Coyotes. Dogs. Bobcats. Skunks. Opossums. Raccoons. Weasels. Snakes. With all the predators trying to get at chickens and eggs, it’s a wonder we ever get to eat an omelet. And if these critters are after your backyard chickens, you’re probably getting pretty mad.
Fortunately, the right fencing can keep your flock safe.
Chicken Wire is Overrated
You might be reading this and thinking well, duh, chicken wire is the obvious solution. After all, it’s called chicken wire. This galvanized wire generally comes with 1” or 2” hexagonal holes. While chicken wire is good at keeping chickens in, it’s not so useful for keeping predators out. If you’re protecting an azalea bush from Amelia Egghart, great. But foxes, dogs, and raccoons can easily breach your chicken wire fortress. Baby chicks may also squeeze out of the enclosure and never return. The plastic material called poultry netting is even flimsier than chicken wire.
Welded wire is a better choice
Welded wire, also called hardware cloth, is much tougher than chicken wire. It’s also more expensive. But you love your chickens, right? Or at least the eggs they produce. You can get welded wire with ½ inch, 1” or ½ by 1” openings. It’s hard to cut and doesn’t bend easily but will keep everything, from a coyote to a snake, out of your coop.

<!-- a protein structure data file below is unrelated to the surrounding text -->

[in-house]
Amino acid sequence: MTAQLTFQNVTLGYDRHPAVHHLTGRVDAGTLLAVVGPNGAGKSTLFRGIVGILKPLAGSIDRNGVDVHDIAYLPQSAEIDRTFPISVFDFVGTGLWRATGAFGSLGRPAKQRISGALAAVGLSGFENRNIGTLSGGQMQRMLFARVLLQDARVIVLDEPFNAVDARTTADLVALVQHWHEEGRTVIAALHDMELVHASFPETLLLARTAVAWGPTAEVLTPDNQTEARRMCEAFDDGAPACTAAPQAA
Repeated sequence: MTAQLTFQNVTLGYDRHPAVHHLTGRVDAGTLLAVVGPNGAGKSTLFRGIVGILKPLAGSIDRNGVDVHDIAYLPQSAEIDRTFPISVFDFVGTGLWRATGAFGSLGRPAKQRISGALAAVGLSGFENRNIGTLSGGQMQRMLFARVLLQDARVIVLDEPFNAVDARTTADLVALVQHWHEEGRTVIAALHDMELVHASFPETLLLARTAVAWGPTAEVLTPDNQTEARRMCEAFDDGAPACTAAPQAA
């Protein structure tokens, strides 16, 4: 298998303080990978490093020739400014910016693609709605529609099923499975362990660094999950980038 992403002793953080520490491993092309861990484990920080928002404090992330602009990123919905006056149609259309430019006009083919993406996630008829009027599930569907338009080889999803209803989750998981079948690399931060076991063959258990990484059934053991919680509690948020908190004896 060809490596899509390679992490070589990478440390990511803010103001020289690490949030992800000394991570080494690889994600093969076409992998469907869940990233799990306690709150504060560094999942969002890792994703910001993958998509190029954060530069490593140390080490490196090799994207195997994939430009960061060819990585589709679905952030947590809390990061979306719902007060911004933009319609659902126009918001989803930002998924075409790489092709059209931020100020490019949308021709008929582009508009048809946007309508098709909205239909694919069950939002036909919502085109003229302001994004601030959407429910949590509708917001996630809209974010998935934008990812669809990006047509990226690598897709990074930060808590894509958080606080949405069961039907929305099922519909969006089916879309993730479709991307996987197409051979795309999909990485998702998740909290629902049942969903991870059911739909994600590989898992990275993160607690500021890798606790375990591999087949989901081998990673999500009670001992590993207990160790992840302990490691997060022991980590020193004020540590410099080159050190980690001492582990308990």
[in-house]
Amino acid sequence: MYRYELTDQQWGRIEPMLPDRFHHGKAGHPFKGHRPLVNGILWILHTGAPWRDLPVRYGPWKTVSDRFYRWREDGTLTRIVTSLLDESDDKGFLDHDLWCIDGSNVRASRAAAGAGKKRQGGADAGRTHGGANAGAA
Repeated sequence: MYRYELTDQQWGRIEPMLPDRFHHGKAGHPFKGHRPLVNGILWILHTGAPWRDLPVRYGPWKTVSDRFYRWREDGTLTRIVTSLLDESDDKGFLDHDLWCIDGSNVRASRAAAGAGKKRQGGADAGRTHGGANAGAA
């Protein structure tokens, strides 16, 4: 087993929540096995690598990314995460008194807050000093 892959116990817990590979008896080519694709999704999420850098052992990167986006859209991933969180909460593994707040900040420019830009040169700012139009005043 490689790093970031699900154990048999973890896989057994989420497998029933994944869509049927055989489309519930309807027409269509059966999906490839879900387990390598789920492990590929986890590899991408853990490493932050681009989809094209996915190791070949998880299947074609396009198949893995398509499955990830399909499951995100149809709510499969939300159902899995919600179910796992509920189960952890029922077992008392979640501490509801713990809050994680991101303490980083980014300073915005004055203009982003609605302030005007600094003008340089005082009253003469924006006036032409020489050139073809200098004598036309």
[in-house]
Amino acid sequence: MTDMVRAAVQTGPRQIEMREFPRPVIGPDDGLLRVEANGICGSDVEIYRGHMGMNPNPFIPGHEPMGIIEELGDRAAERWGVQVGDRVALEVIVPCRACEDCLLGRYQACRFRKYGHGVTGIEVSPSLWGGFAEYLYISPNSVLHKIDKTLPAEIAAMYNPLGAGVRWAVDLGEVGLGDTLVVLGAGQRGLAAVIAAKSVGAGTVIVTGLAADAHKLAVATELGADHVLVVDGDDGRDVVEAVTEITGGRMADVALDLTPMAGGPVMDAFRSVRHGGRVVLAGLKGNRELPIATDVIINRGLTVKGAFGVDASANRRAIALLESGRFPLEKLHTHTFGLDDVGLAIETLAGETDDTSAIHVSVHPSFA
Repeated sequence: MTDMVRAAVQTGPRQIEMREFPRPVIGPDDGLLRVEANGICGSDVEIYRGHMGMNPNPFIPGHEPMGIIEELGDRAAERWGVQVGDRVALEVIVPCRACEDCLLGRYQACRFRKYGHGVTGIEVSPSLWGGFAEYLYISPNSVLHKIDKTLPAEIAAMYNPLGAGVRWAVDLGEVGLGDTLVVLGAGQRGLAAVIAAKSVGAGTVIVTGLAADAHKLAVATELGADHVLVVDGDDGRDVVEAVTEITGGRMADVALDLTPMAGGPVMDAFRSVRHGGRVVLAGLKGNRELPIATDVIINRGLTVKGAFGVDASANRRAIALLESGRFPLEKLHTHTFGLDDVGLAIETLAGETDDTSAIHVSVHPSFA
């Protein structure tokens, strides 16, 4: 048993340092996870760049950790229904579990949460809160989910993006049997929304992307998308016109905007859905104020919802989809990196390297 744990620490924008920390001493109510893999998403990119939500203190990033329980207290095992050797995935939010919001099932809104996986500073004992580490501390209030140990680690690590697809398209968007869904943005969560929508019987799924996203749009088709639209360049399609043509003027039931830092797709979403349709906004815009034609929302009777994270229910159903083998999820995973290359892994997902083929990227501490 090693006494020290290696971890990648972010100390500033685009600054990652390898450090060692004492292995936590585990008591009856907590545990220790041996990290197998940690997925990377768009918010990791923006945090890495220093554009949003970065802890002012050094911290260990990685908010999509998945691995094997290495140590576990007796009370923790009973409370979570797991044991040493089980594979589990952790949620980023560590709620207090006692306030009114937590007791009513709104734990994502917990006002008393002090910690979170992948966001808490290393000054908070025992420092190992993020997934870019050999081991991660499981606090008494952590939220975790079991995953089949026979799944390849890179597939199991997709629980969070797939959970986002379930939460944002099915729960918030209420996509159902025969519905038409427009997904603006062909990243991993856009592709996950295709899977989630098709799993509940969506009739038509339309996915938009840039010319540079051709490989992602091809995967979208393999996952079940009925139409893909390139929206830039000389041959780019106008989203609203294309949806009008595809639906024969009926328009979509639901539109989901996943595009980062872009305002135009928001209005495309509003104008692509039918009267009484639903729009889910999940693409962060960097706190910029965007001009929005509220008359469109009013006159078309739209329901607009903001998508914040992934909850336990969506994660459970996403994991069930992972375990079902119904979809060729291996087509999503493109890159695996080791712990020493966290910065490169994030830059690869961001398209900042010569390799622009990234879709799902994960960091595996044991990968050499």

Chain link is inexpensive and effective for chicken runs. Add smaller gauge wire to the bottom three feet of the chain link, and you’ll ban little predators, such as mice, weasels, and snakes. If you live in mountain lion territory, chain link will keep Princess Lay-a safe.
What, you have bears in your yard?! You can construct a double coop, with welded wire on the inside, then an electric fence a foot or so outside. Bear, beware.
Chicken law 101
Before you invest your time, energy, and money into constructing the perfect coop or run, check your local laws. As backyard chickens have become more popular, more municipalities allow them. However, not all do, and even chicken-embracing communities have restrictions. Recently, Texas Senate Bill 1620 (still undecided) proposed to prohibit cities from banning backyard chickens, allowing people to keep up to six – but no roosters. The bill also stipulated that cities could require chicken coops to be a certain minimum distance from a residential structure. This is another important point to research before building.
Buzz is pro-chicken
As a pro-chicken company, we’re happy to help customers with all their fence-building needs. If you have questions about fencing your flock, give us a call.